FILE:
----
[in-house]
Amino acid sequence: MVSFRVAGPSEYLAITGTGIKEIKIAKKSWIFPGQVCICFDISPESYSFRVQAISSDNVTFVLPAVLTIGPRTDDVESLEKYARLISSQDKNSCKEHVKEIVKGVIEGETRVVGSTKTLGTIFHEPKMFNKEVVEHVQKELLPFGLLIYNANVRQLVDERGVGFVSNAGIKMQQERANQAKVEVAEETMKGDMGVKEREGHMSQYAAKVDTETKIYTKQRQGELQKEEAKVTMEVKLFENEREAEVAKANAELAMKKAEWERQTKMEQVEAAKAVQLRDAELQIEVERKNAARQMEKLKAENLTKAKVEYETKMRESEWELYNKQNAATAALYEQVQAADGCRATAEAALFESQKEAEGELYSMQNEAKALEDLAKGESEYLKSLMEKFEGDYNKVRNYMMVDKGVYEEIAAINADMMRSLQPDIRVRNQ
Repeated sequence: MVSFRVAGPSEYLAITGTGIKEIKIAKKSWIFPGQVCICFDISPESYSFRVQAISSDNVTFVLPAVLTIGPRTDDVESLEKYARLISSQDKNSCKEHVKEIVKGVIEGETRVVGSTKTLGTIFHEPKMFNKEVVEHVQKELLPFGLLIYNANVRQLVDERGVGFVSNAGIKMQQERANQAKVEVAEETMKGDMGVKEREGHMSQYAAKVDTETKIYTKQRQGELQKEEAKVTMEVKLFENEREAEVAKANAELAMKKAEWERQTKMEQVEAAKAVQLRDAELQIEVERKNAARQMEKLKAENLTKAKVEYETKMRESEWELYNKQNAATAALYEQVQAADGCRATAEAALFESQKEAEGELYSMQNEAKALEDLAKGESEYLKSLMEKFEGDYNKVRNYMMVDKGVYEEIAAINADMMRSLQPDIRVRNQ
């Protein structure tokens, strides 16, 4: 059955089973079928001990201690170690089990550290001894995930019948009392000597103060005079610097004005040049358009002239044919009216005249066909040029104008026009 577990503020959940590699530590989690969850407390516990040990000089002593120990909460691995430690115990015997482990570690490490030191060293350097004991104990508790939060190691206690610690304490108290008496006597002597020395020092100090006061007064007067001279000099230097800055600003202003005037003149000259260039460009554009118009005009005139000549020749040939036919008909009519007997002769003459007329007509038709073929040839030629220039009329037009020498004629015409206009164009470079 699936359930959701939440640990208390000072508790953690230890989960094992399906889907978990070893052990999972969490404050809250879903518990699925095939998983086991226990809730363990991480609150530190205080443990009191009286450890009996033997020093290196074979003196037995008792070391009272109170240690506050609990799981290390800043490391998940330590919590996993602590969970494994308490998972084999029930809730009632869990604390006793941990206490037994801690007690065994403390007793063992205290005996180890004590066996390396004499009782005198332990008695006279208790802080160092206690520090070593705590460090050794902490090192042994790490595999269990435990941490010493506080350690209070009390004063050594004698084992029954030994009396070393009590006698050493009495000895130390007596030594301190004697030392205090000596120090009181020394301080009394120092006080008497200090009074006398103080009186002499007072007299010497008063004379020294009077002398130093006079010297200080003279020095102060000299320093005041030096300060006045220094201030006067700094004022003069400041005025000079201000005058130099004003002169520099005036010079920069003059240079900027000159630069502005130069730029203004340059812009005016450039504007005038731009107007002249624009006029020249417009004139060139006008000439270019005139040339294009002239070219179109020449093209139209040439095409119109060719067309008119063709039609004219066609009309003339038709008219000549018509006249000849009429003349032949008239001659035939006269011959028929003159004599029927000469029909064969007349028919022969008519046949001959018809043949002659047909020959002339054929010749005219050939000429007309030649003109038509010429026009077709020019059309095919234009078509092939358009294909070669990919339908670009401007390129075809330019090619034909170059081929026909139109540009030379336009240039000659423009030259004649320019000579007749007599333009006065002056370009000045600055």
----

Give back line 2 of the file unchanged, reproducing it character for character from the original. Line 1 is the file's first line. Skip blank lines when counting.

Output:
Amino acid sequence: MVSFRVAGPSEYLAITGTGIKEIKIAKKSWIFPGQVCICFDISPESYSFRVQAISSDNVTFVLPAVLTIGPRTDDVESLEKYARLISSQDKNSCKEHVKEIVKGVIEGETRVVGSTKTLGTIFHEPKMFNKEVVEHVQKELLPFGLLIYNANVRQLVDERGVGFVSNAGIKMQQERANQAKVEVAEETMKGDMGVKEREGHMSQYAAKVDTETKIYTKQRQGELQKEEAKVTMEVKLFENEREAEVAKANAELAMKKAEWERQTKMEQVEAAKAVQLRDAELQIEVERKNAARQMEKLKAENLTKAKVEYETKMRESEWELYNKQNAATAALYEQVQAADGCRATAEAALFESQKEAEGELYSMQNEAKALEDLAKGESEYLKSLMEKFEGDYNKVRNYMMVDKGVYEEIAAINADMMRSLQPDIRVRNQ